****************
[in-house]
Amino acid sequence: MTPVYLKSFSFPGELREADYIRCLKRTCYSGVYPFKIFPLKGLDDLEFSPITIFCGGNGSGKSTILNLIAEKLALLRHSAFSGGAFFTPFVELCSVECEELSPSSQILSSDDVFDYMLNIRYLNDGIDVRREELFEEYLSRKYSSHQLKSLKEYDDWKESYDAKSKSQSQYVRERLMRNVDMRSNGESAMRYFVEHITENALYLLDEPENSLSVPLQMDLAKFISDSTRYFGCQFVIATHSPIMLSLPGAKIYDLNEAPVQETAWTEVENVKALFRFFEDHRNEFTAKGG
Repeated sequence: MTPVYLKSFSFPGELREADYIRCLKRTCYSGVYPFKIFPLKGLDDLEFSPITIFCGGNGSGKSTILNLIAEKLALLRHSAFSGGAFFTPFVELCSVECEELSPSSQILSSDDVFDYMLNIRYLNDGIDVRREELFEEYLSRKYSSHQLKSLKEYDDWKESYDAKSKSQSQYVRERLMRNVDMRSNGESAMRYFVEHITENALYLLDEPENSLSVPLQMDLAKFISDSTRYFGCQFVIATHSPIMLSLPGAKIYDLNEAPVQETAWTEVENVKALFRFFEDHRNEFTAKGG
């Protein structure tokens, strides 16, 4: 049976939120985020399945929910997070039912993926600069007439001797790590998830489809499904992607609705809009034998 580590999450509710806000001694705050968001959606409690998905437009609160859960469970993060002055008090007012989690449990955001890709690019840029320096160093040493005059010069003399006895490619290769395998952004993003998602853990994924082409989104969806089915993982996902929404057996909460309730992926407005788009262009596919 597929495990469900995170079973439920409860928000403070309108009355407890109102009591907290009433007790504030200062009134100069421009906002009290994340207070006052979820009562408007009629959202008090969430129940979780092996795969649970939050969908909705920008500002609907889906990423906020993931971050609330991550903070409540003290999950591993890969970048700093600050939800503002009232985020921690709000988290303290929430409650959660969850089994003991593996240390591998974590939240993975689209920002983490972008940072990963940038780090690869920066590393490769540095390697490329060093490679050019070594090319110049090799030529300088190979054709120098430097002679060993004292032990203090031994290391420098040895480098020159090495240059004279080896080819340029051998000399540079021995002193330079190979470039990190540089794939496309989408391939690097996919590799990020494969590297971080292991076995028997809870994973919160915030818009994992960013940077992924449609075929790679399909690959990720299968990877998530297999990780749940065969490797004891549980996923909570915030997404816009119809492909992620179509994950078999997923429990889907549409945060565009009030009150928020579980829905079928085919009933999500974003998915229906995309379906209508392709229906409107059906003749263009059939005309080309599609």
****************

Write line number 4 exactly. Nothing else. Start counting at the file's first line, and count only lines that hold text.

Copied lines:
């Protein structure tokens, strides 16, 4: 049976939120985020399945929910997070039912993926600069007439001797790590998830489809499904992607609705809009034998 580590999450509710806000001694705050968001959606409690998905437009609160859960469970993060002055008090007012989690449990955001890709690019840029320096160093040493005059010069003399006895490619290769395998952004993003998602853990994924082409989104969806089915993982996902929404057996909460309730992926407005788009262009596919 597929495990469900995170079973439920409860928000403070309108009355407890109102009591907290009433007790504030200062009134100069421009906002009290994340207070006052979820009562408007009629959202008090969430129940979780092996795969649970939050969908909705920008500002609907889906990423906020993931971050609330991550903070409540003290999950591993890969970048700093600050939800503002009232985020921690709000988290303290929430409650959660969850089994003991593996240390591998974590939240993975689209920002983490972008940072990963940038780090690869920066590393490769540095390697490329060093490679050019070594090319110049090799030529300088190979054709120098430097002679060993004292032990203090031994290391420098040895480098020159090495240059004279080896080819340029051998000399540079021995002193330079190979470039990190540089794939496309989408391939690097996919590799990020494969590297971080292991076995028997809870994973919160915030818009994992960013940077992924449609075929790679399909690959990720299968990877998530297999990780749940065969490797004891549980996923909570915030997404816009119809492909992620179509994950078999997923429990889907549409945060565009009030009150928020579980829905079928085919009933999500974003998915229906995309379906209508392709229906409107059906003749263009059939005309080309599609």